Sélecteur de langues
Brussels, 15 November 2007
European Internal Market and Services Commissioner Charlie McCreevy expressed his warm welcome for what he called a crucial decision by the SEC which will benefit EU companies listed in the US:
"I very much welcome this historical step by the SEC on the road towards global accounting standards. I have congratulated SEC Chairman Cox for this decision which will benefit EU companies with a US listing. This decision is taken less than two years after Chairman Cox and myself affirmed our commitment to a roadmap to do away with costly reconciliations between US and EU accounting standards. So the strategy we have been pursuing with our US counterparts in the last few years is bearing fruit: we are making major strides towards one global accounting language and many more countries are likely to follow. The next step in this strategy is to have a close look at the overall standard setting process by the IASB. The European Commission will continue to work with the IASB and our international partners to build on the success of IFRS by enhancing the governance of the IASB, including its accountability to all stakeholders."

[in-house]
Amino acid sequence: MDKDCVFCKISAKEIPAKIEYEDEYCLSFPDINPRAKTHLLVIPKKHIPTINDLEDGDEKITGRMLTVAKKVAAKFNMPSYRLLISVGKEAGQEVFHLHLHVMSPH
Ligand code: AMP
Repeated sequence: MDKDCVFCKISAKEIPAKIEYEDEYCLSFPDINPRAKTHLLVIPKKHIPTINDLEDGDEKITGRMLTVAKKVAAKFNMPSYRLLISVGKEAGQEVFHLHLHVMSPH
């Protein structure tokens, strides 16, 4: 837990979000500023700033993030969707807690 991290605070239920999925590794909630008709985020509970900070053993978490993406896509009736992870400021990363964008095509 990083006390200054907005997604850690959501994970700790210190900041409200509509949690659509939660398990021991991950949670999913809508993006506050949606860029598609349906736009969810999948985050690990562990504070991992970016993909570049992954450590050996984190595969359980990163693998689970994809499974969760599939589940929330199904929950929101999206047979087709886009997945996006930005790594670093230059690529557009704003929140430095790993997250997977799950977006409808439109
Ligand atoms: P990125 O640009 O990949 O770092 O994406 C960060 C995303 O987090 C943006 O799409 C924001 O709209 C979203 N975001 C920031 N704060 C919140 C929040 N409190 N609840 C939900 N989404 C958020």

The EU was the first major jurisdiction to make IFRS mandatory for its listed companies, thus setting the foundation for the current success of the IASB’s standards, and it remains by far the largest jurisdiction applying IFRS. This was from the outset part of a policy to arrive at a single set of global accounting standards for listed companies. A key objective of this strategy was the acceptance by the SEC of financial statements prepared by EU issuers without requiring any reconciliation to US GAAP.
The European Commission recently issued a joint statement with the US SEC,
the Japanese Financial Services Agency and IOSCO announcing reforms of the
overall governance of the IASB and its parent entity, the International
Accounting Standards Committee (IASC) Foundation (MEMO/07/451).
The statement foresees, among other requirements, measures to enhance the
transparency and due process of the IASB’s standard-setting process. This
is part of a broader strategy to ensure that the IASB’s standards can be
fully endorsed in the EU and that the existing carve-out concerning hedging
rules can be removed.
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